It’s time for bare root planting

Have you been thinking of adding a fruit tree or two, some roses, or other productive plants to your garden? This is the perfect time for plants that are sold in “bare root” form.

Most deciduous fruit and nut trees are available bare root: almonds, apples, apricots, cherries, nectarines, peaches, pears, persimmons, plums, walnuts, and more. Other ornamental shrubs, fruiting vines, and perennial edibles are also available bare root: artichokes, asparagus, cane berries (blueberries, blackberries, raspberries), grapes, kiwis, roses, etc.

Commercial growers dig these trees and plants from the ground in late December when they’re dormant. The soil is washed off the roots, then the plants are bundled or packaged and shipped to local nurseries without pots. The roots are covered with a loose, moisture-retaining material such as peat moss, sawdust, fine wood shavings, or shredded paper to keep them from drying out.

The bare root season is short, lasting only from January through mid-February, so take advantage of this opportunity before it’s too late! (If you miss local bare root offerings, you might still find some plants by mail order through growers in colder climate areas of the country.)

There are several advantages to buying bare root plants:

  • Optimal Growth.  Bare root plants acclimate more readily to new soil conditions than do actively growing plants. Also, since they have no leaves or flowers to maintain, they can put all their energy into developing a strong root system after planting.
  • Low Weight.Because there is no heavy pot filled with soil, moving the plants from field to store to planting location is much easier.
  • Wide Selection. The variety of fruit trees and roses available now is much greater than during the warmer months of the year. Shop soon for the best selection.
  • Great Price.It’s much more efficient for growers to harvest, store, and ship plants in bare root form, and there is no supplemental cost for pots, planting soil, or the labor involved in potting. Therefore, it’s less expensive to get a bare root plant to market, and those cost savings are passed along to the consumer.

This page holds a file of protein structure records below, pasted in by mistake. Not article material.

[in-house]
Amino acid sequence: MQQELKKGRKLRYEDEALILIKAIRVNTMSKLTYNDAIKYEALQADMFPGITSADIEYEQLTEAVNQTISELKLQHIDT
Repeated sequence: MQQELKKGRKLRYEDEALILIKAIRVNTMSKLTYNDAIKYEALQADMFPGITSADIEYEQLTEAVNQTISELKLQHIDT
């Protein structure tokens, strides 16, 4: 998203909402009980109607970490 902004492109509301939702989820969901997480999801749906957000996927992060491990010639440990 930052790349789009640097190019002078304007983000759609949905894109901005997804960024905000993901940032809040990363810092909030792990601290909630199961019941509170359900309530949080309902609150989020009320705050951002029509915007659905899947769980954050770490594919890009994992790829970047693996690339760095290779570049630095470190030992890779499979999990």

Before buying a bare root plant, inspect the root system carefully. Look for a healthy root system with an abundance of well-branched feeder roots. Avoid plants with dry and shriveled roots, rotting roots, badly kinked or broken roots, or roots that circle and girdle the base of the plant. If the roots are covered with plastic, examine any visible roots and make sure that the packaging is intact to prevent dried out roots.

Check the upper part of the plant too. The bark should be undamaged, and the trunk or branch structure should be sound. Rose plants should have at least three healthy canes. Some herbaceous (non-woody) bare root plants, such as artichokes and asparagus, are sold as funny-looking root balls without any top growth; don’t worry, new leaves will emerge a few weeks after planting.

Another consideration for stone fruit trees (with a single, large, hard seed) and pome fruit trees (with a core of small seeds, such as apples, pears, quince) is chill hours. These trees need a minimum number of hours below 45°F in order to break dormancy and achieve good flower formation and fruit set. In San Joaquin County, our average annual chill hours are about 1100 (data from 2013-2017), so check the plant label to make sure you buy appropriately.